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Dutch Elm Disease Prevention

Dutch Elm Disease (DED) is caused by the elm bark beetle, which spreads sac fungi to elm trees– the fungi then clog the vascular system of trees, preventing water to reach the crown.

This eventually causes the tree to wilt and die.

Managing DED

DED must be managed through the disruption of the disease cycle– by sanitizing early in the progression of DED the population of beetles is limited, which in turn limits the spread of fungi.

Also important is the use of chemical insecticides to destroy the insects and prune away any initial infection. Breaking root graphs between neighboring trees also plays a role.

Signs and Symptoms of DED:

Wilting leaves it the first sign of DED– the leaves turn from a vibrant green to a yellow brown. Fungi may be spread through grafted roots, meaning that symptoms may begin in the lower parts of the tree on the side of the root connection.

When spread this way, the damage to the crown is both fast and severe– it begins at the end of each branch, a process known as ‘flagging’, and will then progress downward through the crown of the tree.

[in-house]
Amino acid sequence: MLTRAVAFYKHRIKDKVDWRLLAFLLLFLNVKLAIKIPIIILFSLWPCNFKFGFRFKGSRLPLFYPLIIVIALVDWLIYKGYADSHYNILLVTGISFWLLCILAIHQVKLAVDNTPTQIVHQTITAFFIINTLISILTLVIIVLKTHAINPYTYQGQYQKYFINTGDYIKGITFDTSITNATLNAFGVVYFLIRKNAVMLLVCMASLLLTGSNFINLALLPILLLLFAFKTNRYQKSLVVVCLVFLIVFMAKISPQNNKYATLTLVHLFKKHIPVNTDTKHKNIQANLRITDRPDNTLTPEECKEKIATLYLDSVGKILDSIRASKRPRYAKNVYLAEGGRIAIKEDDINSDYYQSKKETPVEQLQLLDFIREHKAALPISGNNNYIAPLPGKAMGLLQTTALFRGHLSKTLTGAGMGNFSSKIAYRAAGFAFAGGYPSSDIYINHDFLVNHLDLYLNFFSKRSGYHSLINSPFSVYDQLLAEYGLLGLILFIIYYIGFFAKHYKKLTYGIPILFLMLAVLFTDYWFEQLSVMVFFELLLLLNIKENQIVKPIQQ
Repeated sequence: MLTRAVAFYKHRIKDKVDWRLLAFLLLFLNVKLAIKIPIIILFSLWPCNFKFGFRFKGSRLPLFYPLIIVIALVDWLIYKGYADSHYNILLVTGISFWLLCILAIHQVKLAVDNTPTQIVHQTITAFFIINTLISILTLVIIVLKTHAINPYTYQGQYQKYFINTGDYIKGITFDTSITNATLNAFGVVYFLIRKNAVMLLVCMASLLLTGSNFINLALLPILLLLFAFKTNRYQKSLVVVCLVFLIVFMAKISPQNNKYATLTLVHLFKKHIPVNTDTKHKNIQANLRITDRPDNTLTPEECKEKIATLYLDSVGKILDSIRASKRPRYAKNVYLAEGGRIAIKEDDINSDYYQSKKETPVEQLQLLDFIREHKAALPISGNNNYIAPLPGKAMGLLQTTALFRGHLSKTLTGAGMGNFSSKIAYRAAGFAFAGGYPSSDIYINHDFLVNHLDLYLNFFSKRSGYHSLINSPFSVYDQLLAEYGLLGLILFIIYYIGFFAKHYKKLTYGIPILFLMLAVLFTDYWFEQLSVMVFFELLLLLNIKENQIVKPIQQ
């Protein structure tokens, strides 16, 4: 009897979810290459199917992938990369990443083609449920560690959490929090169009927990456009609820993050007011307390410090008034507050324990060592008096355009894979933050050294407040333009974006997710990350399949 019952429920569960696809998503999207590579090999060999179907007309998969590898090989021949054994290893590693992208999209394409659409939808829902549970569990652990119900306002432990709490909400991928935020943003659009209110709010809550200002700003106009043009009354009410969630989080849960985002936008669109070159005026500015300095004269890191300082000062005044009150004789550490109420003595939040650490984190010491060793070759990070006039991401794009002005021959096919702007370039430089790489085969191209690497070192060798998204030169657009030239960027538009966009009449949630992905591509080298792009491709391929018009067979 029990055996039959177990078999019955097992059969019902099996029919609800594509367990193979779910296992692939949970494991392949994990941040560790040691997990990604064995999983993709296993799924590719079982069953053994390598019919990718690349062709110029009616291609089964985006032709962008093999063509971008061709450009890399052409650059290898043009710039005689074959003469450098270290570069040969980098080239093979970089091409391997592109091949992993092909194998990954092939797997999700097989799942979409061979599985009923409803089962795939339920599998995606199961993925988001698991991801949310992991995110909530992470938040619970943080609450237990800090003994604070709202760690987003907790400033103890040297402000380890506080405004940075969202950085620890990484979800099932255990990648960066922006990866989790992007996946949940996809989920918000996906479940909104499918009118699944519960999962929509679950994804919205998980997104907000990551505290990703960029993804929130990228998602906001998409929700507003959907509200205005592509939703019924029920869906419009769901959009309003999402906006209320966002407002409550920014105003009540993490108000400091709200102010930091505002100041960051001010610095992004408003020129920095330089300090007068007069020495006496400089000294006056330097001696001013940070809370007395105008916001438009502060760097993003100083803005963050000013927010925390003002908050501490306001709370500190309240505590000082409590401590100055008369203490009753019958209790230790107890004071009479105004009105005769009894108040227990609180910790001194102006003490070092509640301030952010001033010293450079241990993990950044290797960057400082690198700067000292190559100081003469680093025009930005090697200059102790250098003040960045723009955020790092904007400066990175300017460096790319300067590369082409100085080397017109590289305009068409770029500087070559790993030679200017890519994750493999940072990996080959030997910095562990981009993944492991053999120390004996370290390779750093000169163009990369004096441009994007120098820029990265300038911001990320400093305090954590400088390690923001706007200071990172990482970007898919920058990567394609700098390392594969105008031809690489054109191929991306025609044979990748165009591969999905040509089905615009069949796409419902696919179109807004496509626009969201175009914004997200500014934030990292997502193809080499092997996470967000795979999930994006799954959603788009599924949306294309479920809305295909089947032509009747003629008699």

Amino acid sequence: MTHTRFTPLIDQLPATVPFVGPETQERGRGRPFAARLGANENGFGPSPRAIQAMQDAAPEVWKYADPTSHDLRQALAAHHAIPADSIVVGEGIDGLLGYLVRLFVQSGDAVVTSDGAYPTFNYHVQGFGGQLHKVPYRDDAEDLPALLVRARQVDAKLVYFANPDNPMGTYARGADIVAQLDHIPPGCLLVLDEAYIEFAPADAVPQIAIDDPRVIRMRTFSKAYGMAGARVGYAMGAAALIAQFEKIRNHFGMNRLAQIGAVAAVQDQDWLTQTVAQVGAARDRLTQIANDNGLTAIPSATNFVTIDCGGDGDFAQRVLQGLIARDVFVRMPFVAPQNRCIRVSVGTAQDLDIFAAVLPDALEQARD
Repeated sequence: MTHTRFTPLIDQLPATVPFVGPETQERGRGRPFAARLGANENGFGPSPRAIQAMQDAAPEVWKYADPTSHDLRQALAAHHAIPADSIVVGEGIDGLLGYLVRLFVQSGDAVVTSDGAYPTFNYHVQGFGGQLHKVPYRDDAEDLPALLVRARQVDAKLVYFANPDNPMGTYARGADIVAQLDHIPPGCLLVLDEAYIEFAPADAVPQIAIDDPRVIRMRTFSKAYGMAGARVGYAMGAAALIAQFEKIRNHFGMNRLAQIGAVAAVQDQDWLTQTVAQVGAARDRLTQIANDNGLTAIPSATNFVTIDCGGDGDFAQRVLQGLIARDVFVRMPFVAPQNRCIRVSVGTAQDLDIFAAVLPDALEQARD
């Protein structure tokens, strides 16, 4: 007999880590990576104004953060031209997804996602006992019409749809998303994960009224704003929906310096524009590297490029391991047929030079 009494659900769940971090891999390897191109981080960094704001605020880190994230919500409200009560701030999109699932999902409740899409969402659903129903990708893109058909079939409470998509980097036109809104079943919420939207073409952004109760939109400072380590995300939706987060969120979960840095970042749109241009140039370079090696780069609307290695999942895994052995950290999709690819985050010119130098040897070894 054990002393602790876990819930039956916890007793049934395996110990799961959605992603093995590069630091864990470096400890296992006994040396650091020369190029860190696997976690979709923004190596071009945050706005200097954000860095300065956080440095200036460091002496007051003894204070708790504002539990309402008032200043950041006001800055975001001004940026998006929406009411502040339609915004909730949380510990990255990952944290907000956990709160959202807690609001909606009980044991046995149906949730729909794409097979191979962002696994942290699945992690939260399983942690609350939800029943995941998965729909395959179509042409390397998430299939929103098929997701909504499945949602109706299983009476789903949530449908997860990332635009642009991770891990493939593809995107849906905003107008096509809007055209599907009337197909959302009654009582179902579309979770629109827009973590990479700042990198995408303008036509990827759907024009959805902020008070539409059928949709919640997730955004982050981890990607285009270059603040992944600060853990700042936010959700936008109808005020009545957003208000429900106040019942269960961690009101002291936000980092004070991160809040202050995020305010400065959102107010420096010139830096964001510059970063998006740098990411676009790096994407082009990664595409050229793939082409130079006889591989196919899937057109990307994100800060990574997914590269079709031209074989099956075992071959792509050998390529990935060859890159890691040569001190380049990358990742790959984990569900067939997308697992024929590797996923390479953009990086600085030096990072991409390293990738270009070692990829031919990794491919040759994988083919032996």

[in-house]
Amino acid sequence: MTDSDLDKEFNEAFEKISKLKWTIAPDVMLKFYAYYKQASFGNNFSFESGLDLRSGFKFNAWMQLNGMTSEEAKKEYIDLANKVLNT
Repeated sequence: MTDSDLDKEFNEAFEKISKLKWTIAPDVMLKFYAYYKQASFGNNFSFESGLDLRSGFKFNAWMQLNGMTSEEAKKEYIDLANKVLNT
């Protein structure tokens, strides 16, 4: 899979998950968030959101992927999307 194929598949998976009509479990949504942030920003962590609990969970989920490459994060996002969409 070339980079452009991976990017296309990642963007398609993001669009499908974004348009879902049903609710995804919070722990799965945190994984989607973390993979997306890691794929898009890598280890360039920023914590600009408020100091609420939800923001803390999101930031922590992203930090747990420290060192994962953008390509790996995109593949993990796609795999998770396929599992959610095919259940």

Symptoms normally start at some point during the growing season- normally late spring. In cases where the tree was infected in the previous season and the disease has not been treated, the symptoms will be noticeable in early spring as the leaves begin to grow.

The progression of the disease is different from tree to tree– some trees are entirely affected in one season, while others may take several years.

DED also causes dark streaks in the tree branches– this discoloration can be detected by peeling off a strip of bark on a branch that is dying and exposing the outer rings. If the branch has been recently infected, the brown streaks will not yet appear in the sapwood.

If the tree was infected during the previous season, the discoloration may not affect the current sapwood, so it’s important to cut deeply into the wood or investigate a cross section of the branch.